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Is Walmart a bit sick and tired of slack-assed Massmart?


Is Walmart a bit sick and tired of slack-assed Massmart?

US consumer goods giant might well decide it has bigger priorities than its underperforming SA subsidiary

Chris Gilmour

Massmart recently released a somewhat confusing second trading update for the six months to end June 2018, having previously released a first trading update in late May.
On this revision, financial metrics appear to have improved slightly to the extent that the group’s earnings growth may be declining more slowly than originally forecast. But performance is still poor and there are precious few reasons to get excited about its prospects.
The share has been a profound disappointment, and the fanfare accompanying its majority acquisition by Walmart, announced in 2010, has fallen short of expectations and completely evaporated. Relative to other large fast-moving consumer goods (FMCG) retailers in SA, Massmart stands out as the only share to have declined in value since the Walmart declaration to buy.Over the past eight years, Shoprite and Spar have more than doubled in price, while Pick n Pay has risen by 68%. Compare this to Massmart’s equivalent 22% decline which makes it the cheapest of all the large FMCG stocks, trading on a relatively low price/earnings ratio of 15.7 times compared to Spar at around 18, Shoprite on 24 and Pick n Pay on 27. There’s a reason why it’s cheap and that’s because it’s going nowhere slowly.Comparisons with the large FMCG players are not strictly accurate as Massmart is more of a general merchandiser, while the others are predominantly in food retailing and distribution. And to be fair, the landscape for many of Massmart’s segments has changed considerably over the past few years, notably in appliance retailing, where the company is represented by Dion and Game. Significant deflation has been the order of the day here, thanks to global technological innovation, making it virtually impossible to record any revenue growth.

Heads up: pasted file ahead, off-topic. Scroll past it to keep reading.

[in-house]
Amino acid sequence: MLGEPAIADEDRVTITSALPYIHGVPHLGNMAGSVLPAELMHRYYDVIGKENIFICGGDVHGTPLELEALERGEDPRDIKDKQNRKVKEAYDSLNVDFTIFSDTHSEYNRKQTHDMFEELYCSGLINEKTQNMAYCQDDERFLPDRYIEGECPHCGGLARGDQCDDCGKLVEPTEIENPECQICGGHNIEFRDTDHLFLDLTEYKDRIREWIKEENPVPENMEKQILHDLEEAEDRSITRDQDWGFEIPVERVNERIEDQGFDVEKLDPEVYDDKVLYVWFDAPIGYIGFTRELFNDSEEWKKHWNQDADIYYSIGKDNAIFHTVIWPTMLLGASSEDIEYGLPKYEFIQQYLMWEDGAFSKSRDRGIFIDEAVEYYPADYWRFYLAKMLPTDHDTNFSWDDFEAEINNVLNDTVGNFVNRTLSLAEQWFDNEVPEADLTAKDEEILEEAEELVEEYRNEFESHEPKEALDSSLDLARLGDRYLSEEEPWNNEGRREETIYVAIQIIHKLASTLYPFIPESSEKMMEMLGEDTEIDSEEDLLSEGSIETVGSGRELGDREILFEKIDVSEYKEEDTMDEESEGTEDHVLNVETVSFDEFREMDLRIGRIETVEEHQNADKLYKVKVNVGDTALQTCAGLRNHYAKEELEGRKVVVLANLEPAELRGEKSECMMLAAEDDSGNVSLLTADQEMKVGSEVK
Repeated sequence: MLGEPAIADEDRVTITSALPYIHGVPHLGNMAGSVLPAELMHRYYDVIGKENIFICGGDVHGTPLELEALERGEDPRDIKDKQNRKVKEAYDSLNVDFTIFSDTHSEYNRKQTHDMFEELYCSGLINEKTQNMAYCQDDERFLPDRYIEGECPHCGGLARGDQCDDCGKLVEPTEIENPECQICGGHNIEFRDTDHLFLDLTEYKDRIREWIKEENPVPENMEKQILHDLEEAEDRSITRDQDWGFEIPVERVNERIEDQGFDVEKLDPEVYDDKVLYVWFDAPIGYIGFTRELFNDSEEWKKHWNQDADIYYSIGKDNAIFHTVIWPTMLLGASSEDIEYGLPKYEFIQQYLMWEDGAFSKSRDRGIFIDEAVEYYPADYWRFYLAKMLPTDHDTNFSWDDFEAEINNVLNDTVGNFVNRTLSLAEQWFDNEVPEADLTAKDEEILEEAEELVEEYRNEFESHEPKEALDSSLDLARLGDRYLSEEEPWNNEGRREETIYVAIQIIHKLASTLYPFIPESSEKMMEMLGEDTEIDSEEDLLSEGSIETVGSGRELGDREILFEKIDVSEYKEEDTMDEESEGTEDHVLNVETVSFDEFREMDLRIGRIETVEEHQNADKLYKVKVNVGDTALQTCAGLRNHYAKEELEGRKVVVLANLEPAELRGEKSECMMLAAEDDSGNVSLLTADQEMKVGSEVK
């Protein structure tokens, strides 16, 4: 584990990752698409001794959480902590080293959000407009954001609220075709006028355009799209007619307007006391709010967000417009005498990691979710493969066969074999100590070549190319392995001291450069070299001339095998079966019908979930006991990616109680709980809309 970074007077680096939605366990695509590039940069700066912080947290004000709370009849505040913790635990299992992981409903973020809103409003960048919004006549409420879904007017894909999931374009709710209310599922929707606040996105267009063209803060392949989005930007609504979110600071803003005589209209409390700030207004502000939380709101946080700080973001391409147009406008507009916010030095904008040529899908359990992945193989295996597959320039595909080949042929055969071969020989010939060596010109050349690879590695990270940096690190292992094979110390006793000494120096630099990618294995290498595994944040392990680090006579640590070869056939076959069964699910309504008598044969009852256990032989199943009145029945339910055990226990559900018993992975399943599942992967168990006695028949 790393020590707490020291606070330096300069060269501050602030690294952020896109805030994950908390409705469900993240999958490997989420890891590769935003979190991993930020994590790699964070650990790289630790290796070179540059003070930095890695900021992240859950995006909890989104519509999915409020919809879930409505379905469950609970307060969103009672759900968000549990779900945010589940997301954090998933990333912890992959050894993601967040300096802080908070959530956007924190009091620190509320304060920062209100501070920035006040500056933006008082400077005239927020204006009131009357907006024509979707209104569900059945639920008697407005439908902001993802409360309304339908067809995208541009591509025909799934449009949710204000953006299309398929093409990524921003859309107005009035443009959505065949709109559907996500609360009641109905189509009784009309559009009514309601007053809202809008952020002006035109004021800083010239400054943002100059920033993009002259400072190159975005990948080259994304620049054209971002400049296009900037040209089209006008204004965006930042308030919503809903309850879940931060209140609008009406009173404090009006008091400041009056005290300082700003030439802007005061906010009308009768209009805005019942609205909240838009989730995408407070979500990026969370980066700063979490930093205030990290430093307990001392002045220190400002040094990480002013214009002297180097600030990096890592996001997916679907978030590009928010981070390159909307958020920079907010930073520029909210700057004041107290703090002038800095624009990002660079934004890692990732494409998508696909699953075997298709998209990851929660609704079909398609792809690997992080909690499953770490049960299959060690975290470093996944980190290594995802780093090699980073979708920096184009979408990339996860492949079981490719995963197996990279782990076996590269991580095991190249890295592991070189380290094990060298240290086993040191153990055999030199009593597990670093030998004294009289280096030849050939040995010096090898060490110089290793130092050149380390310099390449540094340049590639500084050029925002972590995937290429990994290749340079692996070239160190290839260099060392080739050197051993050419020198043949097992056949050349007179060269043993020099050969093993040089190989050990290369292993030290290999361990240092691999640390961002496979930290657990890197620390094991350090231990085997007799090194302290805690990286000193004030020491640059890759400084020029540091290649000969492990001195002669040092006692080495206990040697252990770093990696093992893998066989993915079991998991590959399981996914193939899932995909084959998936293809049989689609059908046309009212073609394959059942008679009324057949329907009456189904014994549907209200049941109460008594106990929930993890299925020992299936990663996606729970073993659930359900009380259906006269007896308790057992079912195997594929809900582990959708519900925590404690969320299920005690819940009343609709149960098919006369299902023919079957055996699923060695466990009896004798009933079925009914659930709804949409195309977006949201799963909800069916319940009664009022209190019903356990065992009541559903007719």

At the time of the Walmart announcement, it was widely and naturally assumed that Massmart businesses would ride on the coat-tails of the new shareholder which is the world’s largest retailer. SA consumers were expected to reap the benefits of Walmart’s global buying power. The reality has been markedly different and the impact of Walmart’s reach and strength has not been obvious to the average local shopper. Other than in Massmart’s very low-end food retailer, Cambridge (which was in any case offering low prices before the Walmart deal), Massmart group prices are not materially different from competitors.The other potential benefit, being growth in the rest of Africa, has also failed to inspire. The proportion of revenue coming from beyond SA’s borders has remained static at around 8% since 2010.
For the six months to end June 2018, and excluding restructuring costs, headline earnings per share are expected to decline by between 16% and 26%. In its previous trading update, the expected fall was a larger 36% to 46% range. The “less bad” news is due to sales trends improving slightly after the late May update, as well as improved performances in both Massdiscounters and Masscash.
Full-year company guidance in the May update was reasonably optimistic, anticipating that 2018 HEPS will be largely in line with 2017. However, we need to see more detail and that should be forthcoming with the release of interim results on 23 August 2018. The market appears to be expecting something quite profound, as evidenced by an 8% share price rise on the day of the second update.
Massmart has been treading water for some time. This is not where an aggressive global retailer like Walmart wants its subsidiary to be; and it will be instructive to see if Walmart retains its shareholding in Massmart for much longer. The shareholder has more important battles to fight, notably with the likes of Amazon, and it can do without distractions such as Massmart. It exited Germany some time ago and with the planned merger of Asda and Sainsbury in the UK, it will soon be leaving Britain, so perhaps we can also expect a withdrawal from Africa.
Chris Gilmour is an investment analyst.

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